1. Limited time only! Sign up for a free 30min personal tutor trial with Chegg Tutors
    Dismiss Notice
Dismiss Notice
Join Physics Forums Today!
The friendliest, high quality science and math community on the planet! Everyone who loves science is here!

Homework Help: Re-arranging the Schrodinger equation

  1. Apr 11, 2010 #1
    I just have a small question,

    In my book it says that the schrodinger equation,

    i\hbar\frac{\partial\Psi}{\partial t} = \frac{\hbar^2}{2m}\frac{\partial^2\Psi}{\partial x^2} + V\Psi

    rearranged is,

    \frac{\partial\Psi}{\partial t} = \frac{i\hbar}{2m}\frac{\partial\Psi ^2 psi}{\partial x^2} - \frac{i}{\hbar}V\Psi

    how does the complex number, move over, and in the numerator? instead of the denominatior?

    I can see how [tex] A\hbar = B\hbar ^2 becomes A = B \hbar [/tex]

    but I don't understand how

    [tex] A i = B + V\Psi becomes A = iB - i V\hbar [/tex]

    could someone please explain to me the mathematical rules behind rearranging complex numbers in equations,

    or give me some links that explain it, (in simple terms) please :P
  2. jcsd
  3. Apr 11, 2010 #2


    User Avatar
    Science Advisor
    Gold Member


    This is one of the properties of imaginary numbers. I don't exactly recall a proof for this...hopefully someone else can answer your question in more detail.
  4. Apr 11, 2010 #3
    Do you know what I would search for If i wanted to understand how to manipulate i?

    I tried the wikipedia log of complex numbers, but it is jungle of crap that is too hard to understand
  5. Apr 11, 2010 #4
    Like this?
    [tex]\frac{1}{i} = \frac{1}{i}\frac{i}{i} = \frac{i}{i^2} = \frac{i}{-1} = -i[/tex]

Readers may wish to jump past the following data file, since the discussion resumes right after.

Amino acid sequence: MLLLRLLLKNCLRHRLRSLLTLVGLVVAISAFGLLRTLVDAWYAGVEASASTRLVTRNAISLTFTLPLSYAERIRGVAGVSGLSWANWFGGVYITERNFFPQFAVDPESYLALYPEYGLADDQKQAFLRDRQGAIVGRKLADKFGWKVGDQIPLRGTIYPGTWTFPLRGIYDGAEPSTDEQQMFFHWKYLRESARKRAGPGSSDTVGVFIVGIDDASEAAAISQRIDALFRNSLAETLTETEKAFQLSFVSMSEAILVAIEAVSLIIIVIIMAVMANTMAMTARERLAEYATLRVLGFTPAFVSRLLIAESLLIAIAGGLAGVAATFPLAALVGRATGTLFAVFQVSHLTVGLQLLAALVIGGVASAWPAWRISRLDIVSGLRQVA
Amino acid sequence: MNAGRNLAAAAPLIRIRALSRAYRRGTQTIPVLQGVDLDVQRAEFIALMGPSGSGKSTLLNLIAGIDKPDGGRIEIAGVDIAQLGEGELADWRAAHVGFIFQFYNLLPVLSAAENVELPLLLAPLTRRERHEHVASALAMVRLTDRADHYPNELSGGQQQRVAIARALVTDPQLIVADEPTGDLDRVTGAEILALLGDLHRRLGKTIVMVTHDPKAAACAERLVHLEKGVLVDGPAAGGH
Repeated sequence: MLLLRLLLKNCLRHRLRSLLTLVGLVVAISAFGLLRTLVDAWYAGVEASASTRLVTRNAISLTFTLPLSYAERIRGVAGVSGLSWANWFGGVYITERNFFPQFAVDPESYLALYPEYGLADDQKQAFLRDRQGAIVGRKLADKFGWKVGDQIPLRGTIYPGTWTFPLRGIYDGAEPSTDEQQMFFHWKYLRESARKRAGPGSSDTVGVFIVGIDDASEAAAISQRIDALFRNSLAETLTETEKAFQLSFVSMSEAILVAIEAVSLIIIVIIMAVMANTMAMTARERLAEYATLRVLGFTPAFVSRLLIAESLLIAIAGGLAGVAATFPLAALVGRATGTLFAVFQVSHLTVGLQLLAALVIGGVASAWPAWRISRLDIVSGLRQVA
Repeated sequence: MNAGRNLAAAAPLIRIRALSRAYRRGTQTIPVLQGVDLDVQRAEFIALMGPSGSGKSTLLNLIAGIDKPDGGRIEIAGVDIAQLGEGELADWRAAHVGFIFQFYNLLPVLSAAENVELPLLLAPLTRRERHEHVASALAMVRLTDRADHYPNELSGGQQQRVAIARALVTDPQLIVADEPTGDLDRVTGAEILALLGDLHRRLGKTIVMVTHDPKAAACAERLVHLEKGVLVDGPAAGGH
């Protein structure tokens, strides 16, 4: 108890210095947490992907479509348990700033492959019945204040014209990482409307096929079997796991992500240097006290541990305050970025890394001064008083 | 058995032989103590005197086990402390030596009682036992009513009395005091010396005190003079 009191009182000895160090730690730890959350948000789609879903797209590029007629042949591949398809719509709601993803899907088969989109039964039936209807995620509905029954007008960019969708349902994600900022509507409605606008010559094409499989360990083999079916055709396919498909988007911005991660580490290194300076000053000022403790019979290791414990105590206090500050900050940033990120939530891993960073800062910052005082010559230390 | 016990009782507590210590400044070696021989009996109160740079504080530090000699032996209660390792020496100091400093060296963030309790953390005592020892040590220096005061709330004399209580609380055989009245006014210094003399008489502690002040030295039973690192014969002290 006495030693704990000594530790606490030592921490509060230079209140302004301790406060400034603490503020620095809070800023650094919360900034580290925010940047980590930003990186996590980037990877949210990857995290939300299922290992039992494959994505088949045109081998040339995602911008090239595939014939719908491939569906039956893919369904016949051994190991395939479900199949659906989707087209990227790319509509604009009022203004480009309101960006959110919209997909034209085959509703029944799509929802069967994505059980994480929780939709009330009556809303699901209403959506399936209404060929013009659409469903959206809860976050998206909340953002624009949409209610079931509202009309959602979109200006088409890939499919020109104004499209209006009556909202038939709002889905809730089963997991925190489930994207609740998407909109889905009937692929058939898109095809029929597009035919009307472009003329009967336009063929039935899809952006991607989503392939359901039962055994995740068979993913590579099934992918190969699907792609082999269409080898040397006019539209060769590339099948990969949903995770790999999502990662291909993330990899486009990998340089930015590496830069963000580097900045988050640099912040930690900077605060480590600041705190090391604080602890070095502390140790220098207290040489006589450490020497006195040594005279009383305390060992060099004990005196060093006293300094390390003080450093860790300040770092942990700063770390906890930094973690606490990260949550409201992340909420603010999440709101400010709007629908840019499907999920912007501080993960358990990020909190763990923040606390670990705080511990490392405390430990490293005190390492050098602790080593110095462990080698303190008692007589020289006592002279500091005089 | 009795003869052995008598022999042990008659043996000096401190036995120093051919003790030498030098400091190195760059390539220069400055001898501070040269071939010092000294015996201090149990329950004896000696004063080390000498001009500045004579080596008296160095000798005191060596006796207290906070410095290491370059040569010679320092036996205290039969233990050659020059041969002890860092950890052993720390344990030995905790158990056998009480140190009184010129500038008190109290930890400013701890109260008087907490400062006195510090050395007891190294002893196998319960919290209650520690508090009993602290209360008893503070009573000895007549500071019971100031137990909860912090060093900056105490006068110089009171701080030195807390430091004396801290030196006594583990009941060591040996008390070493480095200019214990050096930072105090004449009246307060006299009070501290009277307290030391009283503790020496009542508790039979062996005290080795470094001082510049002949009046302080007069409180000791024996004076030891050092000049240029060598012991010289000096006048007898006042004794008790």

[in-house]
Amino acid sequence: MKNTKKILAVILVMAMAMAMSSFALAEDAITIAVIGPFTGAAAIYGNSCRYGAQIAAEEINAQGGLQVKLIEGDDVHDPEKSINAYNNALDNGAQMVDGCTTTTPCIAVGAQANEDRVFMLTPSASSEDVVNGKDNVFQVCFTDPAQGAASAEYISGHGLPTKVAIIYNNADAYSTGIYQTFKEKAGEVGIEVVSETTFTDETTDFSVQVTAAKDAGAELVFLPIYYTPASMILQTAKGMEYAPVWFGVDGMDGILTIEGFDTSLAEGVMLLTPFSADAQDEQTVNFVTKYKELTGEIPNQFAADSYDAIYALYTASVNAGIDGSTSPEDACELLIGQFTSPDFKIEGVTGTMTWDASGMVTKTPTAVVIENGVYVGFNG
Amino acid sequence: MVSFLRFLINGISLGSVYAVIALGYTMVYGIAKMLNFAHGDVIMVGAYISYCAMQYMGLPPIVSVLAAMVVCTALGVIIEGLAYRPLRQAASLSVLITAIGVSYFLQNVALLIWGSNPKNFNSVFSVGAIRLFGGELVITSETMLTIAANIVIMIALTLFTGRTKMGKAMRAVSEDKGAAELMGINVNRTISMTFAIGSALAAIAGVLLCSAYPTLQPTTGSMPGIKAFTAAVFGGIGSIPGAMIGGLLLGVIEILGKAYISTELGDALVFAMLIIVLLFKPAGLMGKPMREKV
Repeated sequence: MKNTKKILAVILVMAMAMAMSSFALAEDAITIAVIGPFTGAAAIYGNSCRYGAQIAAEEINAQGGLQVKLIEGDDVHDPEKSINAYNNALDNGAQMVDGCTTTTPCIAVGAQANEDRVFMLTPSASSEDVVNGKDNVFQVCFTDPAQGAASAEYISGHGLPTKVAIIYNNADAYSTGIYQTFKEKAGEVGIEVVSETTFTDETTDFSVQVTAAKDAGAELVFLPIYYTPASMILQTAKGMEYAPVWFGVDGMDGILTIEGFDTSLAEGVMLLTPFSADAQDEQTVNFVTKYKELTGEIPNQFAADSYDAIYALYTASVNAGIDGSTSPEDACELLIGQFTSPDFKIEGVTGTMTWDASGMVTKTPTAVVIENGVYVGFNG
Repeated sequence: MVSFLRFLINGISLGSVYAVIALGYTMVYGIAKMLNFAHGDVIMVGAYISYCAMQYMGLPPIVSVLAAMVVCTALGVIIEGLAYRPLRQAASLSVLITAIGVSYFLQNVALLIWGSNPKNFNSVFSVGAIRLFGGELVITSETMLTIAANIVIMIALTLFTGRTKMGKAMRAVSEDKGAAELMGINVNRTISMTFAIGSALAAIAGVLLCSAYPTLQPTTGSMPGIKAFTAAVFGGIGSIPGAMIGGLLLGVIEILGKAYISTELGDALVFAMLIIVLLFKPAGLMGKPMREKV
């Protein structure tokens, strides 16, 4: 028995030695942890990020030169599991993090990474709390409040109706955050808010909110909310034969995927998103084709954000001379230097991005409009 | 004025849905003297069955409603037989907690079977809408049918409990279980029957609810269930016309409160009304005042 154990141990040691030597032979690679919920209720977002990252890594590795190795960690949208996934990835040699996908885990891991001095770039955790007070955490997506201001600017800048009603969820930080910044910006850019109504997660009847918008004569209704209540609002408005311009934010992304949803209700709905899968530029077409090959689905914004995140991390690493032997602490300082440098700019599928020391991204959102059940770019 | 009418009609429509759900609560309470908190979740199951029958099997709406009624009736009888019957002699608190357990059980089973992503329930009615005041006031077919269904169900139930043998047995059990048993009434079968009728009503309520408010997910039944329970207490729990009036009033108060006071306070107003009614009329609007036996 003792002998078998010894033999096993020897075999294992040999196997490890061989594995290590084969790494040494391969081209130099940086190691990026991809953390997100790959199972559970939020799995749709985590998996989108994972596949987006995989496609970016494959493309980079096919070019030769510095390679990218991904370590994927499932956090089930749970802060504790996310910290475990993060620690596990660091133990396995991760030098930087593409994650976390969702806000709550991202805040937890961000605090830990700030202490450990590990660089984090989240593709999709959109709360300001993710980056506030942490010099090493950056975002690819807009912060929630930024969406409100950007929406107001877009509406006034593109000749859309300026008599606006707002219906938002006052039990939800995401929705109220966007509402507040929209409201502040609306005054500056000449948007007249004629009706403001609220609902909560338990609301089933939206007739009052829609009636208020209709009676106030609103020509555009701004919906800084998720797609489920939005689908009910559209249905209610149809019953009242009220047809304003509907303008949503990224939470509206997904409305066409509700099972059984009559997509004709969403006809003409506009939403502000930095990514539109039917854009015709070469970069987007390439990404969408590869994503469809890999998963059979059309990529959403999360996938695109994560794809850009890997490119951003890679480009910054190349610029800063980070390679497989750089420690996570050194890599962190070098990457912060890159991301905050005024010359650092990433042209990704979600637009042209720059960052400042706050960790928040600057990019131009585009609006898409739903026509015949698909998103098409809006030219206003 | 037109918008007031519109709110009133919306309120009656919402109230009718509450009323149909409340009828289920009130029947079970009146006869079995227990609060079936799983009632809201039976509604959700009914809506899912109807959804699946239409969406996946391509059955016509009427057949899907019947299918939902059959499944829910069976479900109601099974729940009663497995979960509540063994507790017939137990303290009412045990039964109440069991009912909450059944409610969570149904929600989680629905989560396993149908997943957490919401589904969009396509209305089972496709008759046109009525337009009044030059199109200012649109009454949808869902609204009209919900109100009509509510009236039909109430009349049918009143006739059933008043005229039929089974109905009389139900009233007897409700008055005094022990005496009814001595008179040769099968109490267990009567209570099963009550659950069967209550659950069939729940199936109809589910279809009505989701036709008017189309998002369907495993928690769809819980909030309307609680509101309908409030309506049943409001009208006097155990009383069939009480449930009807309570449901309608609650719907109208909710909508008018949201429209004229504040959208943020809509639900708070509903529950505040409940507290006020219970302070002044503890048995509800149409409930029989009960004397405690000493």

6. Apr 11, 2010 #5

    how do i do this

    A i = B + V\Psi to A = iB - i V\Psi
  7. Apr 11, 2010 #6
    I don't think what you have is correct.
    i\hbar\frac{\partial\Psi}{\partial t} = \frac{\hbar^2}{2m}\frac{\partial^2\Psi}{\partial x^2} + V\Psi
    If you multiply both sides by [tex]i/\hbar[/tex], you get
    -\frac{\partial\Psi}{\partial t} = i\frac{\hbar}{2m}\frac{\partial^2\Psi}{\partial x^2} + \frac{i}{\hbar}V\Psi
    \frac{\partial\Psi}{\partial t} = -i\frac{\hbar}{2m}\frac{\partial^2\Psi}{\partial x^2} - \frac{i}{\hbar}V\Psi
  8. Apr 11, 2010 #7
    mmmm well that's closer then to what I had,

    thank you i'll ask my tutors tomorrow
  9. Apr 11, 2010 #8


    User Avatar
    Homework Helper

    You have the Schrodinger equation wrong. It should be:

    i\hbar\frac{\partial\Psi}{\partial t} =- \frac{\hbar^2}{2m}\frac{\partial^2\Psi}{\partial x^2} + V\Psi
  10. Apr 11, 2010 #9
    so Jawib's way does work!??
  11. Apr 11, 2010 #10
    I need to take some math papers...
    I'm not as good as the rest of the physics majors at mathematics,

    I've only done 1 math paper and 5 physics ones

    I didn't even think to multiply both sides by i/h, like Jawib said :(

    study study study
  12. Apr 11, 2010 #11
    If you had kept at it, you would have got it eventually. You gave up. If you give up a lot that is a problem. Half-hearted studying won't get you anywhere.
Share this great discussion with others via Reddit, Google+, Twitter, or Facebook